Instant impact (cont.)
Posted: Tuesday April 17, 2007 12:57PM; Updated: Tuesday April 17, 2007 5:38PM
Brady Quinn, QB, Notre Dame
But I'd take him right now over the quarterback options in NFL locales such as Oakland, Cleveland, Minnesota, Miami and Kansas City. And thinking longer term, you could add Detroit, Chicago, Buffalo and Green Bay to that list. Quinn has his critics, but as others have already pointed out, overexposure to his game might be the biggest factor he has working against him. We've seen so much of him over the past few years that flaws -- both real and imagined -- have appeared and taken on meaning.
They say Quinn hasn't proven he can win the big game, but they said that about Peyton Manning coming out of Tennessee, and last year at this time, Matt Leinart's stock was slipping in part because he got out-played by Vince Young in his final collegiate game. Last I checked, Manning's career has turned out OK, and Leinart didn't exactly get exposed as a rookie fraud in 2006.
Quinn's experience in Charlie Weis' pro-style offense at Notre Dame is a huge plus, not a cause for concern. You already have proof of his production in such a system. Unless you're planning on installing the Wishbone offense, what's the big fear? By midseason, Quinn will have the look. The look of a quarterback star in the making.
Amobi Okoye, DT, Louisville
He used a superb Senior Bowl week to climb into first-round consideration. He was even more impressive at the combine, and came out of Indy as a solid mid-first round prospect. And then he ran well on his pro day (4.88 at 302 pounds) and teams continued to upgrade his stock, all the way into the second half of the top 10.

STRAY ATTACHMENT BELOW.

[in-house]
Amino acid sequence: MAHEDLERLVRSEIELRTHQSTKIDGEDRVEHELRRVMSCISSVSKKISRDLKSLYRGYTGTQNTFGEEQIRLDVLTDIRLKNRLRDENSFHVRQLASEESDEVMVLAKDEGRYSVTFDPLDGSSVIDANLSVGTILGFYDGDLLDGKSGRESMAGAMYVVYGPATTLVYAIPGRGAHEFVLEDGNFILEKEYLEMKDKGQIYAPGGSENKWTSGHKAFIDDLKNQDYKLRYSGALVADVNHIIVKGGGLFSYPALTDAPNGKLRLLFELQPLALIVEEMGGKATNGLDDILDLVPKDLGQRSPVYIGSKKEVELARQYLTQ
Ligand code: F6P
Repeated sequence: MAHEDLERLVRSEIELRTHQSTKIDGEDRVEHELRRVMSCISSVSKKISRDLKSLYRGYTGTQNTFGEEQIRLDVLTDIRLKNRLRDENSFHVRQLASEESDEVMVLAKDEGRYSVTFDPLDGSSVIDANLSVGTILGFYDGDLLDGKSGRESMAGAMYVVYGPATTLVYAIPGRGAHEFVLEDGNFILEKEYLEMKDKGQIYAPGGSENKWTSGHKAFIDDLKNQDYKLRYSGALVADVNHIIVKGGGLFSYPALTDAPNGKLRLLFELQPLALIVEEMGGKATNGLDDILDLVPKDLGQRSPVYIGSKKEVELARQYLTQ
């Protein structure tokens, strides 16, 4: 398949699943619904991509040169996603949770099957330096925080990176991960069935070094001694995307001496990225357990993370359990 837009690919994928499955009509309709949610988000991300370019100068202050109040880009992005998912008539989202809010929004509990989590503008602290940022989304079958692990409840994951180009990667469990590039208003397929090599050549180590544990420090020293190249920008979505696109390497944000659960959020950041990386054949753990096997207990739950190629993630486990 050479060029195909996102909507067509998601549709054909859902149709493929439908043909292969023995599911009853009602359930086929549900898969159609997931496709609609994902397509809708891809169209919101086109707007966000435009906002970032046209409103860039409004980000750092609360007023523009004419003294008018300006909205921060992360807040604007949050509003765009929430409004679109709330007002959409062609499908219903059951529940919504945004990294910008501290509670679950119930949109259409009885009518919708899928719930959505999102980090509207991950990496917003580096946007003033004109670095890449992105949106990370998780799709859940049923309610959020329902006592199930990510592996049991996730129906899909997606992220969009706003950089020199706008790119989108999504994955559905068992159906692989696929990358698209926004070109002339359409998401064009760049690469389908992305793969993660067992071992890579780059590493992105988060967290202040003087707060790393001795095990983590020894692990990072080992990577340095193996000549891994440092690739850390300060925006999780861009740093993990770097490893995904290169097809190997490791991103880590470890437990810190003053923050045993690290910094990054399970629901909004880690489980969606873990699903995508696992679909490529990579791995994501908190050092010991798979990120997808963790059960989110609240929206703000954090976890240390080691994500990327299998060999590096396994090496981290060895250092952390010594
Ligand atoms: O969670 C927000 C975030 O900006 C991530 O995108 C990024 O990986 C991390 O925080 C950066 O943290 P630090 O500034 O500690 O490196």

His athleticism at size is eye-opening enough, but when you factor in his maturity level, poise and intelligence, Okoye bears all the traits of the classic overachiever, who will adapt well to whatever situation he lands in. NFL coaches love this type of player, because there just aren't as many self-starters making it to the league these days, and far too many unfinished products.
If Okoye had the fortitude to handle high school before he was a teen, and didn't get overwhelmed by college life at 16, something tells me he won't crack under the pressure of trying to produce right away in the NFL. He doesn't even know he's not supposed to succeed at this level at his age. All he has to go on is how well everything has worked out at every step along the way. That's not a bad way to go through life.
"I got teased all the time,'' Okoye said. "At the Senior Bowl they called me 'Phe,' short for phenom. It comes a lot.''
Paul Posluszny, LB, Penn State
This year's most likely to succeed (right away) candidate is Posluszny. He's a tackling machine, and the former Butkus Award winner can handle either the strongside slot or the middle, where he played the last four games of his senior season. He's a physical, sideline-to-sideline pursuer with a superb feel for the flow of the ball, but the part of his game that NFL scouts should be most impressed by is his intelligence and ability to read an offense. He'll fit best in a system that covets heady linebackers, like New England's or Philadelphia's, where traditionally the franchise's defensive leaders have played that position.
Posluszny is a proven talent who played in a program known for its great linebackers. Whatever limitations his game might have -- he tends to over-pursue at times and can struggle in underneath coverage duties -- he makes up for them by making plays in critical situations.
He may not have as much upside potential as many prospects in this draft, but that's because he's already an NFL-caliber player who will step into a starting role and hold it for the next 10 years or so. Whoever drafts him gets a polished and productive player from day one. Potential is a wonderful thing, but the NFL will take a combination of brains, pedigree and experience any day.